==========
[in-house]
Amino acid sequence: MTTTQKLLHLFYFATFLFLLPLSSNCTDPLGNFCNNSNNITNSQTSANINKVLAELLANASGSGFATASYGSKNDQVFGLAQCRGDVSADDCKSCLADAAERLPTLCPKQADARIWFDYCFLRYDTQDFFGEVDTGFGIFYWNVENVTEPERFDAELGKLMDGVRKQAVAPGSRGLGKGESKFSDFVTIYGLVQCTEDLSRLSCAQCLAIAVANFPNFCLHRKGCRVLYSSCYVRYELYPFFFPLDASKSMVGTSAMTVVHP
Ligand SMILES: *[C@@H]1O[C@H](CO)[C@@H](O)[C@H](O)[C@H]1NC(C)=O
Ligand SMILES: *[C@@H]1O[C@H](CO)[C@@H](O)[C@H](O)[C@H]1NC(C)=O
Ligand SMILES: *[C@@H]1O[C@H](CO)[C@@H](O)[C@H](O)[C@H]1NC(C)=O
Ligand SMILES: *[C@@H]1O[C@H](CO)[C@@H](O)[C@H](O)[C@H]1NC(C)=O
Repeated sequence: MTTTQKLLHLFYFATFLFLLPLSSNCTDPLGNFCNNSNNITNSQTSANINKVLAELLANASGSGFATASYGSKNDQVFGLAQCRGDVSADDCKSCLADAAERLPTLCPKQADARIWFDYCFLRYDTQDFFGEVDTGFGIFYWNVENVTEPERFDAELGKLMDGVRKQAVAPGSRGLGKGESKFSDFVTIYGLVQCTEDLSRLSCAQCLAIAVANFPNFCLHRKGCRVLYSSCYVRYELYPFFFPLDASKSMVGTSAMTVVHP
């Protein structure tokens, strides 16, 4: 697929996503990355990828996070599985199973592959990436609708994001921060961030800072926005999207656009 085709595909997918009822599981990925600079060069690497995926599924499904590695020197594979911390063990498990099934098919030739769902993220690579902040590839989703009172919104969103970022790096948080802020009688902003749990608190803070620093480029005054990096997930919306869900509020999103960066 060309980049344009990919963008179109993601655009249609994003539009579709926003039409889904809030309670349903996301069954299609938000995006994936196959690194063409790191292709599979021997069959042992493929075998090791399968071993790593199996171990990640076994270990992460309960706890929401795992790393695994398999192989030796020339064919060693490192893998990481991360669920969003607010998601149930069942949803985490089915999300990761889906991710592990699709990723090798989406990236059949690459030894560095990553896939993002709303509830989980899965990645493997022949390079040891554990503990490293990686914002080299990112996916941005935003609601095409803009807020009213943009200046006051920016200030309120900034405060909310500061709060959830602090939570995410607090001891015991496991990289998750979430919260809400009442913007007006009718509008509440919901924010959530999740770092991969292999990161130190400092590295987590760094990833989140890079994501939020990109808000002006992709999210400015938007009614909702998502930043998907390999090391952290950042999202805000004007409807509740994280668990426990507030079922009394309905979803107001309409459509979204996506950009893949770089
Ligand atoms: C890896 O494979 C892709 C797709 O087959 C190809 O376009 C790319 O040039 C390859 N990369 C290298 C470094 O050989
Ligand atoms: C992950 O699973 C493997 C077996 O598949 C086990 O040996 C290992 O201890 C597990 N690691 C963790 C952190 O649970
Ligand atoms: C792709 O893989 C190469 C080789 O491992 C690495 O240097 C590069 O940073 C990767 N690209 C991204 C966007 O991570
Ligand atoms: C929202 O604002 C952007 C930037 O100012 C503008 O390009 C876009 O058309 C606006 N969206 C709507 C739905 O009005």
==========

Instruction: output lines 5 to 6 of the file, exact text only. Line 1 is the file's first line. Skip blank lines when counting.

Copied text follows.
Ligand SMILES: *[C@@H]1O[C@H](CO)[C@@H](O)[C@H](O)[C@H]1NC(C)=O
Ligand SMILES: *[C@@H]1O[C@H](CO)[C@@H](O)[C@H](O)[C@H]1NC(C)=O